The knight is compassionate and cannot kill the dragon, but instead he rides it back to the castle, where he presents it to the queen. She hopes that now she is the owner of a dragon this might make the court listen to her, since she has had precious little luck at making her voice heard at court so far. She had expected to be seen as an equal to the king, but that has been far from the case. She is frustrated that being queen is not enough to make her desires heard. Instead the king locks her up in a tower like a damsel in distress.

The dark queen attacks their land in retaliation for the loss of her husband, by the dragon, so the queen needs to find the courage to help defend her kingdom and eventually she manages, realising that she no longer needs a protector and can take care of herself, despite what the king has made her believe. She rides off to battle on her dragon, but unfortunately. tragedy strikes during the battle.

The young queen’s character has developed throughout the poem and she has become a much stronger person, able to command respect and beat her foes.

The poem is a quick but very enjoyable read and I look forward to hearing more from this author. I imagine an audio version would probably sound like a rap and I would quite like to hear that! In fact I can also imagine parents reading it out to their children like a rap. The poem is suitable for all ages.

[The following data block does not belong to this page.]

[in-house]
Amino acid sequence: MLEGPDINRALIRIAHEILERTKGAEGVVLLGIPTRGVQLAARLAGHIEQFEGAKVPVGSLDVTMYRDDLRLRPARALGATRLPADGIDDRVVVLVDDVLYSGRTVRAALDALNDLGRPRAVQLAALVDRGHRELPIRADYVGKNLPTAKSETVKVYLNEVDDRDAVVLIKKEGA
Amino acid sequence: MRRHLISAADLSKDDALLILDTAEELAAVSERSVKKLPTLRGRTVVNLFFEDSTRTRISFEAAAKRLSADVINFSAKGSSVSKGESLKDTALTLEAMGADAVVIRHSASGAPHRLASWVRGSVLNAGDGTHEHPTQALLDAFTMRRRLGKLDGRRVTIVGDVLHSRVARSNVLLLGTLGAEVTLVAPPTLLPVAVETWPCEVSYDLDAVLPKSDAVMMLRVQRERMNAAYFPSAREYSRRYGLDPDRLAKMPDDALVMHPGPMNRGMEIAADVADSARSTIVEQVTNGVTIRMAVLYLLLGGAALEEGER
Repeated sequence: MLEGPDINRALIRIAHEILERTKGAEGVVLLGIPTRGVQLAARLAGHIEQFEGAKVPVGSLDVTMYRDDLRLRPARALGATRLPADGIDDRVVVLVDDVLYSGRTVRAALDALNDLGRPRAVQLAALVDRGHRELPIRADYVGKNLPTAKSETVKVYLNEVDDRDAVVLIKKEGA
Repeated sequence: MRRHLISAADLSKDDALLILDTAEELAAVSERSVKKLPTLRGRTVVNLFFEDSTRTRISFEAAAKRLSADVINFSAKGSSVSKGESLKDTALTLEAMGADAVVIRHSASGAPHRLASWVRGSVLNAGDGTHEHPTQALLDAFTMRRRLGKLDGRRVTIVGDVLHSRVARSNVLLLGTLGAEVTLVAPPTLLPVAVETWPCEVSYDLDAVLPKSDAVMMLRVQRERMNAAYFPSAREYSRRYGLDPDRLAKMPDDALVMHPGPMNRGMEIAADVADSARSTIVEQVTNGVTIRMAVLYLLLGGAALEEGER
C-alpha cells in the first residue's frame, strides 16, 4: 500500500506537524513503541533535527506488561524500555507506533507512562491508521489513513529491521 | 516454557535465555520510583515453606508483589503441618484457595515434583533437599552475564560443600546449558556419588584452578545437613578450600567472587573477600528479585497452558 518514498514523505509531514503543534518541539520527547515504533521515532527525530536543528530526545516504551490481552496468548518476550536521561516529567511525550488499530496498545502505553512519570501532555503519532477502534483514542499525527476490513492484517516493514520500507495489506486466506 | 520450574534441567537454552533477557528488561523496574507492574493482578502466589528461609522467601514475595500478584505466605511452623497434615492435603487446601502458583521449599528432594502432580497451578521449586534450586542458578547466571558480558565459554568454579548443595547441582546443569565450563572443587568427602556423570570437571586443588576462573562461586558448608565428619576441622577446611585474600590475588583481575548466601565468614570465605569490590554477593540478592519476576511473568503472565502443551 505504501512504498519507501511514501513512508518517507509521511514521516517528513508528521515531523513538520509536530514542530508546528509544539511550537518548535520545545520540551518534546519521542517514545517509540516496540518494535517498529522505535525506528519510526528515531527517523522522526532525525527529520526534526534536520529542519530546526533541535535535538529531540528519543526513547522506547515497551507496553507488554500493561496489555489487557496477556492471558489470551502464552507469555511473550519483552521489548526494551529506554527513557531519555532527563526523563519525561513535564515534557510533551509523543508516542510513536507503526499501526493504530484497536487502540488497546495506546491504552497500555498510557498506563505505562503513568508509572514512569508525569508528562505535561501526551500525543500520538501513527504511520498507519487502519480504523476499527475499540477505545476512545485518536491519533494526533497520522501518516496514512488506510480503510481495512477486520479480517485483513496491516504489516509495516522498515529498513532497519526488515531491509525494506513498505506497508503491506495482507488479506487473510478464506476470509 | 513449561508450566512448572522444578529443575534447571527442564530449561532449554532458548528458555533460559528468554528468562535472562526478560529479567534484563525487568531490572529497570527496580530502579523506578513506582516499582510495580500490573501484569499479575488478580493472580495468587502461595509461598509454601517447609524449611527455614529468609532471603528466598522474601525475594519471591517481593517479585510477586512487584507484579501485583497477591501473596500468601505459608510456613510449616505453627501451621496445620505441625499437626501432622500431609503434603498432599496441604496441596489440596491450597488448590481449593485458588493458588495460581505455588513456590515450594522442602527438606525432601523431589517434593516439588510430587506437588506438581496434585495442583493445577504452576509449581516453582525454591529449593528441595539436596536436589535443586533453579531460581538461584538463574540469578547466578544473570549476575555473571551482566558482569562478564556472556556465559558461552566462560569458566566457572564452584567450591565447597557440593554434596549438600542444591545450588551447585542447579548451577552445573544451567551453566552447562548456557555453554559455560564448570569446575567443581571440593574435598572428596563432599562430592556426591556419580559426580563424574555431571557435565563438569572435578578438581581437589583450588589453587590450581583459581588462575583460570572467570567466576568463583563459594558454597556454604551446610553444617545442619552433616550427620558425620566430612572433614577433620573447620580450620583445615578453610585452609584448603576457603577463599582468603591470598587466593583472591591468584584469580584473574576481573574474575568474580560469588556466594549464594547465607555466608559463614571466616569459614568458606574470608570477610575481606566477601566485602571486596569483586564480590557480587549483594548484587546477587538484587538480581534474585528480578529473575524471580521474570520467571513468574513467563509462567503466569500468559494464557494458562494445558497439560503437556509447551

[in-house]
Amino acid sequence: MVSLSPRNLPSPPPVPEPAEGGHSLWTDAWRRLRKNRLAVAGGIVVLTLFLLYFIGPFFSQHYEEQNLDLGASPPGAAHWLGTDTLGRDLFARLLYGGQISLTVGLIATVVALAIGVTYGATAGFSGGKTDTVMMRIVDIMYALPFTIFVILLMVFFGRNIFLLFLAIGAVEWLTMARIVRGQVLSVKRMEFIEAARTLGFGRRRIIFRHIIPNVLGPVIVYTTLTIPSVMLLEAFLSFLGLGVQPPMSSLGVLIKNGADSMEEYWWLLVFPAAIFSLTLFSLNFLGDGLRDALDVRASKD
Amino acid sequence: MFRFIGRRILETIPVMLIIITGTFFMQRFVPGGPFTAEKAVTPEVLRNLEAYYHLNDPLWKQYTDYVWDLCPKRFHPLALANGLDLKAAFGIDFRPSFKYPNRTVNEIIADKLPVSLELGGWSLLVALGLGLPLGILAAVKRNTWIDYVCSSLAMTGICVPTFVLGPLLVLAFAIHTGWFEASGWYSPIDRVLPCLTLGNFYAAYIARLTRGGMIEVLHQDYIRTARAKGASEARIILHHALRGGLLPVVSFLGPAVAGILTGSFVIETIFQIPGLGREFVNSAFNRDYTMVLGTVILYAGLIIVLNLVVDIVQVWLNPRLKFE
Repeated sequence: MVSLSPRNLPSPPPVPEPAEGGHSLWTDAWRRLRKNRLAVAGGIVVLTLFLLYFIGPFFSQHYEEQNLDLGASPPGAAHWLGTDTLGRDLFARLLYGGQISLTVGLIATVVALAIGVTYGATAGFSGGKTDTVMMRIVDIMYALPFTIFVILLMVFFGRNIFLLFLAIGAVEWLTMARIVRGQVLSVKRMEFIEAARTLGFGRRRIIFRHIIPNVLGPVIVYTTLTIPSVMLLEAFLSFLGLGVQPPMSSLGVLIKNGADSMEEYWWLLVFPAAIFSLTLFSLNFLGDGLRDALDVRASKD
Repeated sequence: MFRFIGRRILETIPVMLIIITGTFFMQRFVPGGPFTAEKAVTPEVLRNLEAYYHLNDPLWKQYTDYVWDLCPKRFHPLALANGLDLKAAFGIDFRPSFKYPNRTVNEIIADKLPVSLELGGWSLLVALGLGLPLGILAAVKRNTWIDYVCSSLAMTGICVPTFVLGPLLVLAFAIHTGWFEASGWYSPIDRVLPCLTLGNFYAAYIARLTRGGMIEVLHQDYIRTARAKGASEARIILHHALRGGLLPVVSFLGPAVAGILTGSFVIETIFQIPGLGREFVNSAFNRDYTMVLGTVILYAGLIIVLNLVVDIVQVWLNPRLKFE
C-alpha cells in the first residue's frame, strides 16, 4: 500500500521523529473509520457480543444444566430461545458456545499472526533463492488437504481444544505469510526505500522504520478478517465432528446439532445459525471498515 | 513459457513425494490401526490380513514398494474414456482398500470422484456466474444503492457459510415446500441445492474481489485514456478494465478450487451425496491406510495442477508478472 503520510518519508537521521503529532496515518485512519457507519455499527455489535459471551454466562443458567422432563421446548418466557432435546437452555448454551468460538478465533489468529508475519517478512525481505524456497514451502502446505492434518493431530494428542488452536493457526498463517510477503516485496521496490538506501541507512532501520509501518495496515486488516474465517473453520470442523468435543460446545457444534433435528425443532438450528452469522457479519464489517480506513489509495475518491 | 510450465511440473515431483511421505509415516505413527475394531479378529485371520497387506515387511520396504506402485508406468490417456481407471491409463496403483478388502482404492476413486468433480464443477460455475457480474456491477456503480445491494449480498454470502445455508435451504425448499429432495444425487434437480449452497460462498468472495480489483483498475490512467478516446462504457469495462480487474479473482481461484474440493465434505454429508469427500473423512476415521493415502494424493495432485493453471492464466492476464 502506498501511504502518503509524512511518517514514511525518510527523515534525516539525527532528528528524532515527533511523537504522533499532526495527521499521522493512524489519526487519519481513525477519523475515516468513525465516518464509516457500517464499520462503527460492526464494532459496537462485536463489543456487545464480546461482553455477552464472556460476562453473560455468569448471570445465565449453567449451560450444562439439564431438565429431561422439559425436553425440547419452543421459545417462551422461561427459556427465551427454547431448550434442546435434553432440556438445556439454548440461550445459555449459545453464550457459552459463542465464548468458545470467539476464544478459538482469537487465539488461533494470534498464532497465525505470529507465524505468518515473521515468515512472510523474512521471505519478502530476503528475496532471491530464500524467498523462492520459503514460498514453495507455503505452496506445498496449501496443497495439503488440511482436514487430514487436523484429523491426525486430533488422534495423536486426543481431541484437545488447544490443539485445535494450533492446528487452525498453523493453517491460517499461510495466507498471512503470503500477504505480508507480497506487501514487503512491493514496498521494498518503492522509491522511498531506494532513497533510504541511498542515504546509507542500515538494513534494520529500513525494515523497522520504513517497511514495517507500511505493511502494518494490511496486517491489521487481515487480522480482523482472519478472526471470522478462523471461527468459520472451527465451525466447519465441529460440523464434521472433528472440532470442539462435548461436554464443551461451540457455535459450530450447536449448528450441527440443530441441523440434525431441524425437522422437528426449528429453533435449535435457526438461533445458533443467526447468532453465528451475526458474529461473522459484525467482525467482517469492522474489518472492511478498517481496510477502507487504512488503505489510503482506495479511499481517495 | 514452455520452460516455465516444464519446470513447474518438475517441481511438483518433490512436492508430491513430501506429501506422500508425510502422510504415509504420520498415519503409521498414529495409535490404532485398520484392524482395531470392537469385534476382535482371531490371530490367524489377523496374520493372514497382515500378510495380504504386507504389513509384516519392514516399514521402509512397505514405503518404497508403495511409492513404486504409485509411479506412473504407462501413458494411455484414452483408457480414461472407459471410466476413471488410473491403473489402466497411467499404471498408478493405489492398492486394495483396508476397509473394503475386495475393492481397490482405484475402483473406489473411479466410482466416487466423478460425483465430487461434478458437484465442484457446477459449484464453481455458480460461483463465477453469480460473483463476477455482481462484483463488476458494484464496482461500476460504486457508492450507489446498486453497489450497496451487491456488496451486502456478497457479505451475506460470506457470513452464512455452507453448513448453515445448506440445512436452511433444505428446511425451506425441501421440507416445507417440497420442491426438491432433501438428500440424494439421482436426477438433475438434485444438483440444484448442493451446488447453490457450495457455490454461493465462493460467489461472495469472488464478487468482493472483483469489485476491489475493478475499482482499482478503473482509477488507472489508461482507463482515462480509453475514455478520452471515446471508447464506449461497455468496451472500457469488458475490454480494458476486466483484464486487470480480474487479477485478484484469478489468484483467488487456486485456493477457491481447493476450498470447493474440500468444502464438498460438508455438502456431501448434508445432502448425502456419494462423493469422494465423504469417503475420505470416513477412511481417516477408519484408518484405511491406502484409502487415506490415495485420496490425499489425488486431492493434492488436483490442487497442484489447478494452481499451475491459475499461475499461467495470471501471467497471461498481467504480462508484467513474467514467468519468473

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Kings and Queens is a coming of age poetry book. The story follows a young queen as she struggles to find herself while dealing with the king’s rule, the fire-breathing dragon, and the evil queen.

AmazonUk | AmazonUS

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#RomancingSeptember Day 7 Love Aflame by Pamela Beckford @poetrybypamela

Welcome to Day 7 Of #RomancingSeptember

2015 cover

Our guest today is Pamela Beckford and her book of love poems called Love Aflame.

Love Aflame

Where is your home town?

I live in Northeast Indiana

How long have you been writing romance?

I started about 3 years ago writing poetry and it quickly became love poetry

What is your favourite sub-genre of romance?

I like something with a good story, not just romance – I’m not much of an erotica reader though.

Love Aflame is a books of poems, how many are there?

First I use various poetic forms. It sounds like a short poem would be easier to write, but I find that restricting the number of syllables can force me to be very intentional with my words to get the desired effect. I do include a description of each poetic form for the readers though. There are 60 poems about love and unrequited love.